IMF may discuss 'flood relief package' for Pakistan

The lender's team will visit Islamabad in November to review the progress on the $7-billion extended fund facility programme



Reuters file photo
Reuters file photo
by

Muzaffar Rizvi

Published: Sat 15 Oct 2022, 4:01 PM

The International Monetary Fund (IMF) is expected to discuss a 'flood relief package' for Pakistan next month to support the struggling economy of the South Asian country, Khaleej Times has learnt.

"An IMF team will visit Pakistan in November for the ninth review of the $7-billion extended fund facility (EFF) programme. Hopefully, it would also discuss a relief package to cover up part of $30-billion losses due to devastating floods in Pakistan," according to a finance ministry official seeking anonymity.

Jihad Azour, director of the Middle East and Central Asia Department at IMF, said that the fund will listen to the Pakistani authorities about their priorities and how the fund can help them [on flood losses].

"We were saddened by the loss of human as well as a livelihood in Pakistan with the flood, and we presented, and we reiterate our condolences for the people of Pakistan," Azour said on Friday at a media briefing in Washington.

"The fund has been very supportive of Pakistan over the last period. We have a programme with Pakistan that has been extended and increased in size. This is to help Pakistan deal with the confluence of shocks starting with the Covid crisis where we provided additional flexibility," he said.

WB, UNDP assessment

In reply to a question on flood losses, Azour said the IMF is waiting for the World Bank and United Nations Development Programme's ongoing evaluations of the flood damage to assess the situation and provide help accordingly.

"Based on this assessment, we will need to update our numbers, and based on our discussion with the authorities, we will also listen to them to see what their priorities are, and how the fund can help," Azour said.

The devastating floods, which left more than 1,700 dead and displaced more than 30 million people, added to Pakistan’s struggling economy, which grew at six per cent during the financial year 2021-22. According to initial estimates, floods caused an estimated $30 billion in economic losses due to a significant reduction in the country's exports, agricultural and industrial outputs, and infrastructure damages, such as the destruction of roads, bridges, rail tracks, and electricity installation, among others.

Reuters photo
Reuters photo

"We accelerated some of our disbursement to Pakistan recently to absorb the exogenous shocks and the shock of an increase in the price of food and commodity. We had recently completed a review that provided Pakistan with $1.2 billion. Hopefully, we will be fielding a mission in November after the annual meetings to Pakistan in order to start with the authorities preparing for the next review," Azour said.

In August, the IMF approved the seventh and eighth tranches of its revised $7-billion Pakistan programme as the new government of Prime Minister Shehbaz Sharif moved forward on reforms.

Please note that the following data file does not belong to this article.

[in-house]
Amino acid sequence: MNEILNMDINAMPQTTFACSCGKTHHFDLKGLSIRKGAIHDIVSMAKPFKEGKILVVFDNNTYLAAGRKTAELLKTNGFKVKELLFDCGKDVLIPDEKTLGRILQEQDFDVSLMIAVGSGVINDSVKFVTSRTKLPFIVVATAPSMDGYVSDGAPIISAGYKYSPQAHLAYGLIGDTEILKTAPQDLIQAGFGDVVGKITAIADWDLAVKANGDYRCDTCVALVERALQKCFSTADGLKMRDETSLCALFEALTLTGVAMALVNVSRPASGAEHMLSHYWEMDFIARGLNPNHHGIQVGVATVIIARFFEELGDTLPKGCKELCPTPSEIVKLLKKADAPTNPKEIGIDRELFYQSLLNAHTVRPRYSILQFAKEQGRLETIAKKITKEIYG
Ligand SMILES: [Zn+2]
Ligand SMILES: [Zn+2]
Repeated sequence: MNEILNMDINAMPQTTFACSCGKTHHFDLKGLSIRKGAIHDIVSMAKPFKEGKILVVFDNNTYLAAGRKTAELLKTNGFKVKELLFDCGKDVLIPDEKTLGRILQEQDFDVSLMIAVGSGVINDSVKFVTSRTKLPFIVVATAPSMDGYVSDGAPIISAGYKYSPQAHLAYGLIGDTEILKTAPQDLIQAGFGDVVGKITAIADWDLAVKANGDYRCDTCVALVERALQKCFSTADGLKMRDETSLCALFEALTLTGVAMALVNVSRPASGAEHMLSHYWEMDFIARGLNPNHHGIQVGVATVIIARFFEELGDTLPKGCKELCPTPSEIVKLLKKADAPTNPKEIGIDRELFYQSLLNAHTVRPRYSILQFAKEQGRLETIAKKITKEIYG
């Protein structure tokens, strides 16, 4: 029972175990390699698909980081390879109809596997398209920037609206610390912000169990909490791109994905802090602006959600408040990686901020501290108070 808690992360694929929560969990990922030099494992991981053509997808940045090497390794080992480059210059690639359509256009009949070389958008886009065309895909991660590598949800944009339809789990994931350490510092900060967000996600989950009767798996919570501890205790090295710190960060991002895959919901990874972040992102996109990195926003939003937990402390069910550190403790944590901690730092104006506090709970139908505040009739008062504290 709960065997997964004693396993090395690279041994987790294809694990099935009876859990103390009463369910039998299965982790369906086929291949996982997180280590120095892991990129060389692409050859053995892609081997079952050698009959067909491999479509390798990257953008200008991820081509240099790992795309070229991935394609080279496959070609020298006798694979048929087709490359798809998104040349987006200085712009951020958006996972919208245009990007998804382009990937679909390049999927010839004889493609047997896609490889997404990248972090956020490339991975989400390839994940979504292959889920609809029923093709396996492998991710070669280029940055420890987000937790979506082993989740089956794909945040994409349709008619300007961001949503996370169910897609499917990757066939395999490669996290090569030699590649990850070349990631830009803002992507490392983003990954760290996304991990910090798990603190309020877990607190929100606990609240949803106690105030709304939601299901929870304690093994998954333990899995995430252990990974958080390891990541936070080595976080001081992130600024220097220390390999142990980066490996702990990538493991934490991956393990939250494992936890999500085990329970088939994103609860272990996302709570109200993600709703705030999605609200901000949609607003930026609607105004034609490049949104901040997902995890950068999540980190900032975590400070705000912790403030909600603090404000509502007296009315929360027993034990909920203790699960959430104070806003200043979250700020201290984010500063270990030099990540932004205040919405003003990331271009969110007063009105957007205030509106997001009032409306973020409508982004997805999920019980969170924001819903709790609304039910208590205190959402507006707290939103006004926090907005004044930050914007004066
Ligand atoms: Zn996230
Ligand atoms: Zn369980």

Samiullah Tariq, head of research at Pakistan Kuwait Investment Company, said the IMF is likely to extend a support package that will support the country's economy.

"Yes, there should be help from the IMF for flood victims and, ultimately, it will help Pakistan's economy to cover up damages and resume its journey on a growth path," Tariq told Khaleej Times.

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GDP growth slips to 3.5%

In its World Economic Outlook 2023 – Countering the Cost-of-Living Crisis, the IMF forecast Pakistan’s GDP growth rate at 3.5 per cent and inflation at around 20 per cent. However, it clarifies that the 2022 projections for Pakistan are based on information available as of August and do not include the impact of the recent floods.

"The fund projected Pakistan’s current account deficit at 2.5 per cent of GDP for the current fiscal year against 4.6 per cent first year and the unemployment rate at 6.4 per cent. As such, all these estimates are based on outdated data that has seen sea-change over the past few weeks," according to the report.

Reuters photo
Reuters photo

Earlier this month, the World Bank downgraded the growth forecast for Pakistan, expecting its economy to expand by only two per cent in the ongoing financial 2022-23 due to the floods, inflation and troubled finances. The Asian Development Bank also revised its growth outlook for Pakistan to 3.5 per cent last month.

The State Bank of Pakistan, the central bank, in its latest report said that GDP growth could fall to around two per cent in the 2023 financial year, compared to the previous forecast of three to four per cent before the floods.

In August, New York-based rating agency S&P Global revised Pakistan’s long-term ratings from ‘stable’ to ‘negative’ given the spiralling inflation and tighter global financial conditions.

Moody's also projects Pakistan's GDP growth of 0 per cent to one per cent in 2022-23 compared with an earlier forecast before the floods of three per cent to four per cent.

"The floods will affect all sectors, with the impact likely more acute in the agriculture sector, which makes up about one-quarter of the economy," Moody's said.

"Pakistan will remain highly reliant on financing from multilateral partners and other official sector creditors to meet its debt payments, in the absence of access to market financing at affordable costs," Moody's said.


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